From Daily Kos.com where I write under "Nailkeg"
If you don't believe our Voice counts, then read on. First, you must realize that I am 73 and never thought of myself as an activist. But for the last year, I have attended numerous walks and 'meet ups' for raising the minimum wage in Kansas City, Mo. Guess what? The city council just approved a $13.00 dollar an hour raise for the minimum wage in KCMO. I know, it takes a few years to fully come into effect, but almost immediately a dollar will be added and I don't know if any other city in Mo that has taken this step.
But the fight I am most proud of was our fight against Walmart within the last year or so. This happened in Raytown, a city adjoining KCMO. We already had a big box Walmart, but they wanted to install a smaller grocery store in our downtown area. Raytown had just added one discount grocery and had had another discount grocery close after just a couple of months only 3 blocks from their proposed store. In addition, at the edge of Raytown in KCMO was another big box Walmart. How many Walmart's does one need within 5 miles?
We are a small city of 30 thousand and close to our downtown are a number of small businesses and in addition, the KCMO area has a number of grocery stores locally owned. Safeway and A&P left years ago because of the competitive nature of local ownership. The city council scheduled 3 meetings for the consideration of the Walmart store.
One of the first problems the city faced concerned zoning. The zoning commission wouldn't approve Walmart's plan. So the city council replaced one of the zoning commissions members. Still, the commission would not approve the plan; the city approved the project anyway.
In the meantime, during all city the council meetings, the room was full with standing room only. The hearings went on til midnight and after as one after another business owners and citizens spoke against the project. The only positive review for the store came from an owner of a small strip mall nearby who expected more traffic generated from the Walmart store.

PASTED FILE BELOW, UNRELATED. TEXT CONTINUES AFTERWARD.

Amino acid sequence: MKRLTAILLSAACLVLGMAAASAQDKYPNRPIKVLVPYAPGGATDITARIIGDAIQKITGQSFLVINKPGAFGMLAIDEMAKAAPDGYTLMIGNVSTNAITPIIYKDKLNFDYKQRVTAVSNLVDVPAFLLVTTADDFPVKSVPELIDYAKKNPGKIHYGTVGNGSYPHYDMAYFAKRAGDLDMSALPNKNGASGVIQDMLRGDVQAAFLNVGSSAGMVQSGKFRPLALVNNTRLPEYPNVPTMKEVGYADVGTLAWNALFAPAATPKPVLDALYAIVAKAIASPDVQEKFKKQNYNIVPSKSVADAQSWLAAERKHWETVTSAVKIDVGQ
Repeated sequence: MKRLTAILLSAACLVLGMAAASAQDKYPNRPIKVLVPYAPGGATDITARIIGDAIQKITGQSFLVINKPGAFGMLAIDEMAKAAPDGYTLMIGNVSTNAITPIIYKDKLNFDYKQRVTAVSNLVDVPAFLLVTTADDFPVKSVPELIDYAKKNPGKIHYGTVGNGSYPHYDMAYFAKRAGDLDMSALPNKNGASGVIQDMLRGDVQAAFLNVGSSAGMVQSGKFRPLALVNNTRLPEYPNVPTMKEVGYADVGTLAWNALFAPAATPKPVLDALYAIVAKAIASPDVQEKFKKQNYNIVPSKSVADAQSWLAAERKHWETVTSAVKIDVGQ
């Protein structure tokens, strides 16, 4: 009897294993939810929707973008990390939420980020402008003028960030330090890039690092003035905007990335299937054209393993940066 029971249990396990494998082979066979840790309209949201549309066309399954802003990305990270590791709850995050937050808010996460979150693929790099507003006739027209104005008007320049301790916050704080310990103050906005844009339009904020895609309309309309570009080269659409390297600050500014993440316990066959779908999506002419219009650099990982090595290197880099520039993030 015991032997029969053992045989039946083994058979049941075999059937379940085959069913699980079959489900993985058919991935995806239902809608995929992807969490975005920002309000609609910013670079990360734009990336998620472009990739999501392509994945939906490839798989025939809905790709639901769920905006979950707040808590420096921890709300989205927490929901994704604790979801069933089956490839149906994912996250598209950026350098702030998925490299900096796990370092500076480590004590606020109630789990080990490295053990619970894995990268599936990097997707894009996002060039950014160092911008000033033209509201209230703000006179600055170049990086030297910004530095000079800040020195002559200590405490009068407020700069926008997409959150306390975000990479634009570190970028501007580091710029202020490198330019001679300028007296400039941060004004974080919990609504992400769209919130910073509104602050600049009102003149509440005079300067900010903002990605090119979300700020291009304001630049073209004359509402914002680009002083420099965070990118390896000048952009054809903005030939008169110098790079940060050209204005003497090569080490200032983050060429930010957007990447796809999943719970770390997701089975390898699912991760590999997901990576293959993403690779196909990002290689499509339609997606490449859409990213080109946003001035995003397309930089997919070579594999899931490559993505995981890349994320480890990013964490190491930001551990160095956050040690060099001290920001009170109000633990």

Walmart had their attorneys and management personnel there to present their side. In the end, the city council approved the store.
Within a few days, we were informed that Walmart had withdrawn their application!
One will never know, but one must consider that the reason they withdrew was because of hours and hours of testimony that persuaded them that the area would be toxic for their interests. Seldom does Walmart back off and I am sure they would not have without our voices.
I have one last example of how our voice can make a difference. We must go back to the early 70's (I am old) when I bought a home just outside of Blue Springs Mo on county property. I was in my early 30's working a job that included hard physical labor. A shower to clean up was a necessity. Summer came and our water pressure dropped to less than a trickle. We would let all faucets stay open with a pan under them and in the middle of the night, we would have enough drips to provide a small amount of water, enough for some cooking.
I talked to our neighbors on this 2 block dead end road. They said this was normal and they had called the county water department without any results. I made the trip down town to the county courthouse in person. When I arrived at the water department, I was informed that the head of the department was not in, but they took my statement.
It was a 30-minute drive back to my house and when I arrived, sitting on my front step, was the head of the Jackson Water Department. I don't know if he had ever had any previous phone calls forwarded to him, but my in-person conversation had aroused someone. He said “You could have done anything but talk to them in the office. They will never let it go.” With in 3 days, we had a larger main water line put in down at the road and never again was water a problem.
Our Voice does make a difference and maybe the results will not be as I experienced, but being quiet will never make a difference.
“A whisper by many becomes a roar”